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MacDowell v. Gallant

Court of Appeals of Georgia, First Division

March 1, 2018

GALLANT et al.


          Barnes, Presiding Judge.

         Ursula MacDowell filed a complaint alleging dental malpractice, and, upon concluding that MacDowell's complaint had been filed outside the statute of limitations, the trial court granted summary judgment to Steven M. Gallant, D.D.S. and Steven M. Gallant, D.D.S., P.C., the professional corporation through which he practices. In MacDowell v. Gallant, 323 Ga.App. 61 (744 S.E.2d 836) (2013), this Court reversed the trial court's grant of summary judgment to Dr. Gallant and thereafter, the Supreme Court of Georgia granted his petition for a writ of certiorari, directing the parties to brief whether this Court "err[ed] when it held that the statutory period of limitation was tolled even after the plaintiff consulted with a second dentist." (Punctuation omitted.) Gallant v. MacDowell, 295 Ga. 329, 329 (759 S.E.2d 818) (2014). In affirming this Court, the Supreme Court concluded that

[t]he tolling statute already provides that, where the defendant has engaged in fraud by which the plaintiff has been debarred or deterred from bringing an action, the period of limitation runs only from the plaintiff's discovery of such fraud. OCGA § 9-3-96. Those cases in which the appellate courts have held that the tolling of the period of limitation as a result of fraud ends at the point at which a plaintiff seeks the diagnosis of another doctor are based upon the rationale that, at such a point, the plaintiff is no longer deterred, by any conduct of the defendant, from learning the true facts. . . . Where, as here, the doctor consulted is one who has provided professional services to the plaintiff jointly with the defendant, that rationale does not apply.

(Citations and punctuation omitted.) Id. at 332-333.[1]

         The Supreme Court noted "that other grounds for summary judgment remain to be addressed by the trial court on remand." Gallant, 295 Ga. at 333. It further noted that the trial court had relied only on constructive notice in granting summary judgment to appellants, and left the issue of "whether MacDowell received actual notice of Dr. Gallant's alleged malpractice from Dr. Winston . . . to be addressed on remand." Id. at 332 n. 5. Additionally, the Supreme Court noted that,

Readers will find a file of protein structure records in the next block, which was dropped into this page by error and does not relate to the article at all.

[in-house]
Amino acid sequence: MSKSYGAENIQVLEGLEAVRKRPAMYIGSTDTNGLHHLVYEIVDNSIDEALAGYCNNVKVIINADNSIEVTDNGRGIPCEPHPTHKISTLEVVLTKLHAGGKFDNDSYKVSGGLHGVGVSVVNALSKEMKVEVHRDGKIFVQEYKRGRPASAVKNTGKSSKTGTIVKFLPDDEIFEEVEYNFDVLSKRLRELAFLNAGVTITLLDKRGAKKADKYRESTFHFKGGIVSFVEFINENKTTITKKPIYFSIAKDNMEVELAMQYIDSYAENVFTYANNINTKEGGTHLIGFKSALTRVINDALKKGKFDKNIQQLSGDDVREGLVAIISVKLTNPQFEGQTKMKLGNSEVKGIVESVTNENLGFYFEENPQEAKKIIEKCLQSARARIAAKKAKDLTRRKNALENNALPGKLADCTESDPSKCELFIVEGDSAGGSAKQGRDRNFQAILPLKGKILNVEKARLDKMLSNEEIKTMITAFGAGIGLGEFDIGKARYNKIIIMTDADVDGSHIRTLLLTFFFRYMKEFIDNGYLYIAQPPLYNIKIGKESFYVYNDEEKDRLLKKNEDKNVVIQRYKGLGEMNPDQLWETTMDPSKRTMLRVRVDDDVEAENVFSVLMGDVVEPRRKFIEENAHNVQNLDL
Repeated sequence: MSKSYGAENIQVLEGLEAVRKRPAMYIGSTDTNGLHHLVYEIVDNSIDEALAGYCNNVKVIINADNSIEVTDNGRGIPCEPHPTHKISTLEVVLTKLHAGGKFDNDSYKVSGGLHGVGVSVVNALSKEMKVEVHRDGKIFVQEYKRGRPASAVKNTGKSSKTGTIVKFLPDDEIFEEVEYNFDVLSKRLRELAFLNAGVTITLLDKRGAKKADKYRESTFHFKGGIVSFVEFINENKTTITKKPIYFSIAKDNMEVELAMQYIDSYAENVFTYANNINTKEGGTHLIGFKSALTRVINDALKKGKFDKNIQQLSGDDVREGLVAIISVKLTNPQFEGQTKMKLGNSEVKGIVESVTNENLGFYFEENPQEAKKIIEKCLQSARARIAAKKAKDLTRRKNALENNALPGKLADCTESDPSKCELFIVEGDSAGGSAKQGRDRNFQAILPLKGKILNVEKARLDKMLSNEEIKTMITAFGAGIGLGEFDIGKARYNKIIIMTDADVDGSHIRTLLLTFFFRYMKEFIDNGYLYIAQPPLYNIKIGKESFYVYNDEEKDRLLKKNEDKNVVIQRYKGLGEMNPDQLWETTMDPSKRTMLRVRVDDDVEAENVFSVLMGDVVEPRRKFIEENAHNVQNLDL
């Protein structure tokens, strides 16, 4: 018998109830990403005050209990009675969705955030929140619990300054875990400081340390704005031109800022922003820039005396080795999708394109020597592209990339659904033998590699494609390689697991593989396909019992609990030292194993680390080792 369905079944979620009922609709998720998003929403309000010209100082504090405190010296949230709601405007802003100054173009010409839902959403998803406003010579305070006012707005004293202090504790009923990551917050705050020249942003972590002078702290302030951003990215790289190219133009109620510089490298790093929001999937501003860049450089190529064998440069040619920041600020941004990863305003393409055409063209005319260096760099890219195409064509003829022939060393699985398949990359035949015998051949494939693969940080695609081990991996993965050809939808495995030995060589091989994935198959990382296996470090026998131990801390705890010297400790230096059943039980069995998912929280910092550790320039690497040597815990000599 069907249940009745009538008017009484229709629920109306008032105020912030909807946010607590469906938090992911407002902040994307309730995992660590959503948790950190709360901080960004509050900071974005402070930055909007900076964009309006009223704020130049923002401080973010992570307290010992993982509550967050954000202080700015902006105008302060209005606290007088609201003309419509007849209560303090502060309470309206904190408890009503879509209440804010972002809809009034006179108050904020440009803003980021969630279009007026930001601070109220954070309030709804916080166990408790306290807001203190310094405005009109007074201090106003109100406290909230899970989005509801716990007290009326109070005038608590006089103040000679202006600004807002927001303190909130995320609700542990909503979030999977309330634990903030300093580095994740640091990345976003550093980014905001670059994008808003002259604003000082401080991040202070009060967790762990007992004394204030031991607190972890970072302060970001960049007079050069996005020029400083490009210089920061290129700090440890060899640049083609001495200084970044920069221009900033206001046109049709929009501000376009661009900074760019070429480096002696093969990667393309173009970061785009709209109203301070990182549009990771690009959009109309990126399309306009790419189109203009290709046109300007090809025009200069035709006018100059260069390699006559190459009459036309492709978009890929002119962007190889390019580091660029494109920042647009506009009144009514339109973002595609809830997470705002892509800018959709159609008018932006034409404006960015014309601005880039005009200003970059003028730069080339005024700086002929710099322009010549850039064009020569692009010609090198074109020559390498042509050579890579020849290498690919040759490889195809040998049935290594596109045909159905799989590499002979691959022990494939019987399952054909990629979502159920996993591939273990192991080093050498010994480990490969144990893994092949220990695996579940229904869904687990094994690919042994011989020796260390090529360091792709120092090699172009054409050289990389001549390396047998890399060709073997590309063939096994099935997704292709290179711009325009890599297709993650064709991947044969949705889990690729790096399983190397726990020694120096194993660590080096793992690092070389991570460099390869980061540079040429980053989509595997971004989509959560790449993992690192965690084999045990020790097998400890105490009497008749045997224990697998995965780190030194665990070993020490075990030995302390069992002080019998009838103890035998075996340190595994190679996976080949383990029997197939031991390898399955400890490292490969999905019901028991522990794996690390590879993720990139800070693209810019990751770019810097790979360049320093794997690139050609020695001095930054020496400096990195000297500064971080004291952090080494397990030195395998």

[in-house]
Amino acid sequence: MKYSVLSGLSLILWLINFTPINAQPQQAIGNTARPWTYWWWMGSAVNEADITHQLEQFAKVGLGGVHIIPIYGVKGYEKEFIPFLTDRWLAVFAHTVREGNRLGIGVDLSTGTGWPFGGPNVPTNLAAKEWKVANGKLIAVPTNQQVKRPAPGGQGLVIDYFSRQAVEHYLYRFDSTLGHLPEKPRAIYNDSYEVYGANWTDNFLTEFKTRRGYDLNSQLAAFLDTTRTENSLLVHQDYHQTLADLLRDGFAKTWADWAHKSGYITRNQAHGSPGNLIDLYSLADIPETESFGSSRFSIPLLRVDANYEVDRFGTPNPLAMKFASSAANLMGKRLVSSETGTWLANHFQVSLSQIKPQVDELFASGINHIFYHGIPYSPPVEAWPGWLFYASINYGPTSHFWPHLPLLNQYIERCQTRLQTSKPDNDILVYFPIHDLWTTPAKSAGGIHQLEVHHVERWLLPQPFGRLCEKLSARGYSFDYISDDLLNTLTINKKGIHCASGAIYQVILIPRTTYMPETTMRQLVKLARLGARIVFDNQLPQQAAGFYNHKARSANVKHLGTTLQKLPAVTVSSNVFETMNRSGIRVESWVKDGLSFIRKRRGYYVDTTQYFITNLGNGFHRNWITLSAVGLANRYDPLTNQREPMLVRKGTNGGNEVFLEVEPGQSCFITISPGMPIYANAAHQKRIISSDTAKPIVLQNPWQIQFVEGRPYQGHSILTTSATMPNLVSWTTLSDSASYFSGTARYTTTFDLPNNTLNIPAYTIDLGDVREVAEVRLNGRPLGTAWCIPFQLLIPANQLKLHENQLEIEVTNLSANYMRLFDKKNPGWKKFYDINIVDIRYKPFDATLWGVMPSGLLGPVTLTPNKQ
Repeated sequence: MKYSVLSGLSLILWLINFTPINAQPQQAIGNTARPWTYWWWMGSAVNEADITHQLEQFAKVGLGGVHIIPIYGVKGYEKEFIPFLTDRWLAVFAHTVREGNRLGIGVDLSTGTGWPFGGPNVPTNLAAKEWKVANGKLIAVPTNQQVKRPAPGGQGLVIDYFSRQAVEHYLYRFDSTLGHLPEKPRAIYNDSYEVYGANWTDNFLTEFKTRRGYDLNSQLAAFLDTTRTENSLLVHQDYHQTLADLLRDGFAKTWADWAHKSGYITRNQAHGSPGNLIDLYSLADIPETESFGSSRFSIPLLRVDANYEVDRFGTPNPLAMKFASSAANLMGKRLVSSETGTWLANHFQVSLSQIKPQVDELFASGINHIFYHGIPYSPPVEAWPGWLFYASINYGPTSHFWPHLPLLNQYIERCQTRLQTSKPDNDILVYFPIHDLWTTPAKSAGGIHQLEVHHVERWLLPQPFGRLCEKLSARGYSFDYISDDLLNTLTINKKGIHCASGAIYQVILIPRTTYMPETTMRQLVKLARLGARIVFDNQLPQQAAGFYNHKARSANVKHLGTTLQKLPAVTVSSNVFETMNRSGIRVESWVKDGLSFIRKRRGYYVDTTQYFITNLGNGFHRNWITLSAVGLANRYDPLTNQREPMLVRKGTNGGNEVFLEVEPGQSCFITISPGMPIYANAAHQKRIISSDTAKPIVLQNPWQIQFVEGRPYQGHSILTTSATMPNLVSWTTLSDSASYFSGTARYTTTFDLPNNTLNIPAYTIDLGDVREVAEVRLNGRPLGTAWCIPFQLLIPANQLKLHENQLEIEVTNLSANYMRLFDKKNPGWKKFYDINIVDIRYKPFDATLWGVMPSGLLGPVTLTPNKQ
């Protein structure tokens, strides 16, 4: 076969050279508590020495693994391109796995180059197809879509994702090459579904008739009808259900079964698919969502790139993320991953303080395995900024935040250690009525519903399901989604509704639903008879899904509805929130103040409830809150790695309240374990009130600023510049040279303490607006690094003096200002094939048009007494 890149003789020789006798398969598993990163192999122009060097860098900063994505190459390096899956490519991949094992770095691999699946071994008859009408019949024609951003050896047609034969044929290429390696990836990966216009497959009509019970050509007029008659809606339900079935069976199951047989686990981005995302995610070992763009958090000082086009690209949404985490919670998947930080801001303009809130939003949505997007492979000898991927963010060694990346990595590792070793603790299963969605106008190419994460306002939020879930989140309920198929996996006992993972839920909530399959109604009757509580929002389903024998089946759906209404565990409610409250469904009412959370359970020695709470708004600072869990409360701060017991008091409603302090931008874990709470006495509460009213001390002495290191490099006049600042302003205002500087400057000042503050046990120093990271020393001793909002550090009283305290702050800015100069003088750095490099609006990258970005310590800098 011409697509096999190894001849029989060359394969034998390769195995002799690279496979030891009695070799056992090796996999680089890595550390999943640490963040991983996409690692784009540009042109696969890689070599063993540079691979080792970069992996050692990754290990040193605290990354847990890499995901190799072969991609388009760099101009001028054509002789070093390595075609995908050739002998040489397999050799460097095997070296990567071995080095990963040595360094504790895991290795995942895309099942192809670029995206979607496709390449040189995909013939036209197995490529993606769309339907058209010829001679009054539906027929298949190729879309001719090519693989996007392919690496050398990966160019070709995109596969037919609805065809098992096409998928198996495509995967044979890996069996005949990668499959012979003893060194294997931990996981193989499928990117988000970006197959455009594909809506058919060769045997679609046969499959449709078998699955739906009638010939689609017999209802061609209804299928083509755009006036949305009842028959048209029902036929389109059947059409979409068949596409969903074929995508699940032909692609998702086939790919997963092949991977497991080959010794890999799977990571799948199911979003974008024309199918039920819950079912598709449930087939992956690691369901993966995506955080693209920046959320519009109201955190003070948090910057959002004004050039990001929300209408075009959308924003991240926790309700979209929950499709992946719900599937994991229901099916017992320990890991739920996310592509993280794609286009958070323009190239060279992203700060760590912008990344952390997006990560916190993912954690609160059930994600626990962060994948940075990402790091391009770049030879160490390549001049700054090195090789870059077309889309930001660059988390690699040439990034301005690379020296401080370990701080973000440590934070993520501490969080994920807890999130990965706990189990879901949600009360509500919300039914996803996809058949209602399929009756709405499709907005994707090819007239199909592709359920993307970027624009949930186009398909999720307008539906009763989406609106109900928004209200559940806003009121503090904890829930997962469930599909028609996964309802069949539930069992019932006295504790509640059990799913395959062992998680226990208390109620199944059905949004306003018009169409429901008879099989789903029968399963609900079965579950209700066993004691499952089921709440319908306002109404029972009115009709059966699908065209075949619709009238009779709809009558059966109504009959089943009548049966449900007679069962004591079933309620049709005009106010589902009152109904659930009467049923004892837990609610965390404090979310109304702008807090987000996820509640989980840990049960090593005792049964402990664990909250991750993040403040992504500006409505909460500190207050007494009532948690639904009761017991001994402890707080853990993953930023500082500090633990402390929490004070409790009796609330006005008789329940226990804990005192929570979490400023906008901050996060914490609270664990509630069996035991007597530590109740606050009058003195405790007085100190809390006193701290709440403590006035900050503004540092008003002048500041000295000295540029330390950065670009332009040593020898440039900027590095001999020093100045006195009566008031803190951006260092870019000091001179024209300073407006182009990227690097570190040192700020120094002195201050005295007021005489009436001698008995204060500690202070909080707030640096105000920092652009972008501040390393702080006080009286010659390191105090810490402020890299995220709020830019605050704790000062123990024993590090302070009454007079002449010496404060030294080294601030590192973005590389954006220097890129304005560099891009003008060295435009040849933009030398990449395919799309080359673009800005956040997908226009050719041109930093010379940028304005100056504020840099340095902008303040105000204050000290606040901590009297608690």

[t]he trial court has not yet found that fraud is actually present in this case so as to toll the statute of limitation. It simply found that even if fraud existed and the statute was tolled, the period would run again so as to time bar the claims asserted. The question of whether fraud exists, therefore, remains undetermined.

Gallant, 295 Ga. at 333 n. 6.

         Upon remand, the trial court entered an order directing the parties to file briefs addressing the issues of actual notice and the existence of fraud in relation to the tolling of the statute of limitation. Subsequently, the trial court entered a final order again granting summary judgment to Dr. Gallant, and again finding that MacDowell's claims were filed outside the two-year statute of limitations. The trial court determined that, although there was actual fraud by Dr. Gallant so as to toll the statute of limitations, MacDowell's had actual notice of the malpractice during her consultations with Dr. Winston in November 2007 "or at the latest January 8, 2008, " which commenced the running of the statute of limitations.

         On appeal, MacDowell contends that the trial court erred in granting Dr. Gallant's motion for summary judgment. She asserts that, as the trial court held, Dr. Gallant's fraud tolled the running of the statute of limitations, but maintains that, contrary to the trial court's conclusion, MacDowell's visits to Dr. Winston, who was involved in the treatment, did not stop the tolling of the limitations period. According to MacDowell, the Supreme Court in Gallant, specifically held that the visits to Dr. Winston did not "as a matter of law, serve to place [her] on notice" about the problems with the implants. For the reasons discussed below, we reverse the order of the trial court granting summary judgment to Dr. Gallant.

To prevail at summary judgment under OCGA § 9-11-56, the moving party must demonstrate that there is no genuine issue of material fact and that the undisputed facts, viewed in the light most favorable to the nonmoving party, warrant judgment as a matter of law. On appeal of a grant of summary judgment, this Court reviews the evidence de novo to determine whether a genuine issue of material fact exists or whether the movant is entitled to judgment as a matter of law.

(Citations and punctuation omitted.) Boggs v. Bosley Medical Institute, 228 Ga.App. 598, 599 (492 S.E.2d 264) (1997).

         The facts, construed in favor of MacDowell as nonmovant, as set forth in MacDowell, 323 Ga.App. at 62-63, establish

that MacDowell had a series of problems with her teeth. She initially sought help from at least two dentists and was referred by one to Dr. Laura Braswell. In February 2006, Braswell examined MacDowell and identified several problems with MacDowell's teeth. In February or March 2006, Braswell referred MacDowell to Gallant, a general practitioner with a specialty in prosthetics, and Dr. Mollie Winston, an oral surgeon, for treatment. Gallant and Winston are in different practices, and they each performed different aspects of MacDowell's dental treatment. Gallant created the ...

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